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Is WhatsApp safe? All you need to know

Patrick Devaney


WhatsApp is a huge app. Over 1.5 billion of us have the app on our Android smartphones and Apple iPhones and we send tens of billions of WhatsApp messages between us every day. Now the Facebook-owned messaging app is famous for its end-to-end encryption but, let’s be honest, Facebook isn’t exactly the most trusted company in the world right now. This begs the question for WhatsApp users all around the world: is WhatsApp safe to use?

Is WHatsApp safe

We talk a lot at Softonic about cyber security issues. We’re here to keep you safe when you’re online and with us, like so many of you, being regular WhatsApp users, we thought we’d spend some time going through potential security weaknesses you should look out for when you’re using WhatsApp.

How safe is WhatsApp?

WhatsApp bugs

Every now and then malware and spyware-like bugs can find their way into the WhatsApp code. These can leave you open to potential hacking, which we’ll look at in a moment, but they can also end up causing other problems that may end up hitting your wallet.

One such WhatsApp bug saw the app regularly trying to backup all app data using a cellular data connection. This meant that even when users didn’t have Wi-Fi connections, their phones were constantly uploading WhatsApp data to Google Drive and iCloud. Many users ended up footing a huge bill because of this bug, as the uploading continued long after they’d used up all the data from their monthly allowance.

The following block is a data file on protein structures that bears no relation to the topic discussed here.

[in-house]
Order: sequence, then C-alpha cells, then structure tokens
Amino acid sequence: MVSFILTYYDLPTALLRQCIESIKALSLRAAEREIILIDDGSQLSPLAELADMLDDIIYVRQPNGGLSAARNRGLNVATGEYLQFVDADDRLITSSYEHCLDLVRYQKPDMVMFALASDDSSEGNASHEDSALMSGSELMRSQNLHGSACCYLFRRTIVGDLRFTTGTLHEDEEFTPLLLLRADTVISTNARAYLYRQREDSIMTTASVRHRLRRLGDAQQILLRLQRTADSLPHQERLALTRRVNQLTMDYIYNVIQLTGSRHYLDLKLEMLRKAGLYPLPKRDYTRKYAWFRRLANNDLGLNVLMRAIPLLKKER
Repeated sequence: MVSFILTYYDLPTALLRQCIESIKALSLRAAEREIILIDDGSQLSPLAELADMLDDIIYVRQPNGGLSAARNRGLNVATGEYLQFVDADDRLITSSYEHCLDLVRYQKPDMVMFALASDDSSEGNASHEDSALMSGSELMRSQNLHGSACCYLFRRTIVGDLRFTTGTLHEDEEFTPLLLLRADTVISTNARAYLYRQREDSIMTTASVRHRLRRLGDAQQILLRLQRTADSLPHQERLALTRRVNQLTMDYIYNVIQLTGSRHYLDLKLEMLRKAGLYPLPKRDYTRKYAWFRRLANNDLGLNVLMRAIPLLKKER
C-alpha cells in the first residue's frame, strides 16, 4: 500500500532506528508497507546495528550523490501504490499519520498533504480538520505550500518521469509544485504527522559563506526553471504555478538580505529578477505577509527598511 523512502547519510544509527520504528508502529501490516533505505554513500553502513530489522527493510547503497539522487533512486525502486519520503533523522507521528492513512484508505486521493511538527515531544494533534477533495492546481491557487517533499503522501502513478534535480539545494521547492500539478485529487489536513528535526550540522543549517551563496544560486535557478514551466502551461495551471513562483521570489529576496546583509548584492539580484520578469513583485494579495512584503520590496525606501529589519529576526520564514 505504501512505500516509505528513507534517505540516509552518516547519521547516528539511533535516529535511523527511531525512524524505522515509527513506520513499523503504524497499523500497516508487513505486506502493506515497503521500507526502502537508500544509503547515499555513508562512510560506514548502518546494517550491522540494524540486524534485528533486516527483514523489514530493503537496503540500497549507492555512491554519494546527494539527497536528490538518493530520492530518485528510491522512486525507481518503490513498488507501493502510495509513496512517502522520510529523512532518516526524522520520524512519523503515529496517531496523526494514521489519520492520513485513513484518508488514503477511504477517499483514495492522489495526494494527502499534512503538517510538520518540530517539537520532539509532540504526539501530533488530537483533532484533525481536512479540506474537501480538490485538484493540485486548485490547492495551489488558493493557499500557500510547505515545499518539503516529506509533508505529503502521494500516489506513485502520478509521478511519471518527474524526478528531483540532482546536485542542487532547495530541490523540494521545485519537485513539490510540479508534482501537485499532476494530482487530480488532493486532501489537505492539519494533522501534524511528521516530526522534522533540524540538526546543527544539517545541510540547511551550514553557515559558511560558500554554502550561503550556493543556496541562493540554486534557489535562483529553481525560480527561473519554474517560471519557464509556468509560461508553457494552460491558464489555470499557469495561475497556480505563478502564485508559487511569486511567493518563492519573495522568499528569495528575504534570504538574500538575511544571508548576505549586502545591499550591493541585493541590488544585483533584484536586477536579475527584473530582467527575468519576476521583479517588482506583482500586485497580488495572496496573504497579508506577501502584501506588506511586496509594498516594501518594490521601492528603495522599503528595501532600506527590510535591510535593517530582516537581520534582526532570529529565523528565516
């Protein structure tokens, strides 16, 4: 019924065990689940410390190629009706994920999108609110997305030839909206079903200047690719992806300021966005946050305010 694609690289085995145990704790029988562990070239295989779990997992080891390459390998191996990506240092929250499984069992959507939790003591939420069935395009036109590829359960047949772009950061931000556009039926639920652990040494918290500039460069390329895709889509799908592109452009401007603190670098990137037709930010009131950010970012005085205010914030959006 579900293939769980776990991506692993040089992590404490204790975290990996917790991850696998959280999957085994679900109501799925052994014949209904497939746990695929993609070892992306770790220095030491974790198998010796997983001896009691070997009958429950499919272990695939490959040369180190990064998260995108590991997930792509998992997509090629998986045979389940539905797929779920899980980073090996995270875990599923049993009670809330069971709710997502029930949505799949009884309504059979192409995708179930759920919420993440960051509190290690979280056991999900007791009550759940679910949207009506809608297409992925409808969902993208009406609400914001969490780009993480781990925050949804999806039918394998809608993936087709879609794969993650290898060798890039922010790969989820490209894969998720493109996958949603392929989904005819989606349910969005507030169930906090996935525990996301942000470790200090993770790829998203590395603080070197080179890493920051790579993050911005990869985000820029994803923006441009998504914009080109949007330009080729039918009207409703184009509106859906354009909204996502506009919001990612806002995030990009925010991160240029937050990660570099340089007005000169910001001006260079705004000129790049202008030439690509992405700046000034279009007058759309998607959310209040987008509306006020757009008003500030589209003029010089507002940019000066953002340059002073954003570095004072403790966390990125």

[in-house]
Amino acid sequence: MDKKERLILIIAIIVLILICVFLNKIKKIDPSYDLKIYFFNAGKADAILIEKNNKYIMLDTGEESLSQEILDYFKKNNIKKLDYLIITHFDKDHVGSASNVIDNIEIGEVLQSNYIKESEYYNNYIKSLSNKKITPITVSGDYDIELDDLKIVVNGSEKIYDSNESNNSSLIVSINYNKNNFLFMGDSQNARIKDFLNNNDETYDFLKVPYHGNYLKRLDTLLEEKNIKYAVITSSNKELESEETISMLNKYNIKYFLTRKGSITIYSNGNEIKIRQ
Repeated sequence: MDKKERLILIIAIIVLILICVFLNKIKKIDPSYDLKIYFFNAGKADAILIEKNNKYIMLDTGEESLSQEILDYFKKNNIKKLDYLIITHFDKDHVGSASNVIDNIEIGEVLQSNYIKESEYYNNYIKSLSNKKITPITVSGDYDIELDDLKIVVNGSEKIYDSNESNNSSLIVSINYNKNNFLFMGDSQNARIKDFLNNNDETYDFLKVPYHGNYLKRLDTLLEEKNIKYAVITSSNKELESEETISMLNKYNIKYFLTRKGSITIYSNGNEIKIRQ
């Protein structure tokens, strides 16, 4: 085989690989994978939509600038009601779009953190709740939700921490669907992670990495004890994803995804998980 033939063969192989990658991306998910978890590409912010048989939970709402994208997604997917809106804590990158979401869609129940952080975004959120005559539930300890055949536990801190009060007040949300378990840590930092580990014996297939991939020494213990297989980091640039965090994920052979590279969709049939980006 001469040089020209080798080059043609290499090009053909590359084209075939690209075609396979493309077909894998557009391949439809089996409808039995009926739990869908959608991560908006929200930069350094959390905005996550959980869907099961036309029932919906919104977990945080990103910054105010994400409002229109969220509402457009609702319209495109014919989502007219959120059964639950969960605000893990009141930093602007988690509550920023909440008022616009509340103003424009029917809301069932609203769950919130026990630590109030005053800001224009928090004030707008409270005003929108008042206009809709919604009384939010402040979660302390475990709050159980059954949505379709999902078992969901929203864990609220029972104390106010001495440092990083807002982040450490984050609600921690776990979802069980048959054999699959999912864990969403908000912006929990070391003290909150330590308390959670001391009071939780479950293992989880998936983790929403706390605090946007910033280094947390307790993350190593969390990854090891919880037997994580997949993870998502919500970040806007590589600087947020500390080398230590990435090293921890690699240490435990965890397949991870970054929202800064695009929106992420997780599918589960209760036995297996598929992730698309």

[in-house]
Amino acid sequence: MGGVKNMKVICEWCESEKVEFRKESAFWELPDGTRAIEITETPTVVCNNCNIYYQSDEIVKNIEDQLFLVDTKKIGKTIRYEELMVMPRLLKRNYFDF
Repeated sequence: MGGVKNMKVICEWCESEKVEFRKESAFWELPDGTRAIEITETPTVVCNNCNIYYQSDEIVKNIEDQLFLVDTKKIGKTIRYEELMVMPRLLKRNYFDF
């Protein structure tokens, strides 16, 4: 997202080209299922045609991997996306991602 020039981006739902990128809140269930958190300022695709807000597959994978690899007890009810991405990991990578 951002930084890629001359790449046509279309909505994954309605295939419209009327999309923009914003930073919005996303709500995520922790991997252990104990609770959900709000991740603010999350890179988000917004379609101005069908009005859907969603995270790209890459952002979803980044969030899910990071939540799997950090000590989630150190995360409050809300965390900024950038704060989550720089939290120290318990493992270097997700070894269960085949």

WhatsApp hacks

Other WhatsApp bugs might affect WhatsApp security deliberately. Hackers often try to add malicious code to WhatsApp so that they can take control of the app. Worryingly, a recent WhatsApp hack created a security flaw that gave the hackers backdoor control of the user’s WhatsApp accounts and allowed them to post fake status updates. Yep, hackers were able to post status updates using the victim’s WhatsApp.

WhatsApp scams

Another WhatsApp security weak spot that you need to look out for is scam links and phishing attacks that you might receive via WhatsApp. As we’ve already mentioned, between us we receive billions of WhatsApp messages every day and many of these include links to third-party websites. Just like with emails, however, we need to be very careful with the links we click on WhatsApp.

Fake WhatsApp message about 1000GB of free data

One recent WhatsApp scam sent a link promising 1000GB of free mobile data. It was all a scam though, with the link leading to a fake website that was designed to steal personal information, phone numbers, and user’s credit cards.

Fake WhatsApp scams

Over the years we’ve reported on a lot of fake versions of WhatsApp doing the rounds. Like with the types of scam described above, these are designed to steal personal information but can also be used to bombard users with ads in a bid to raise revenue for the hackers. There are two main types of these fake WhatsApp scams.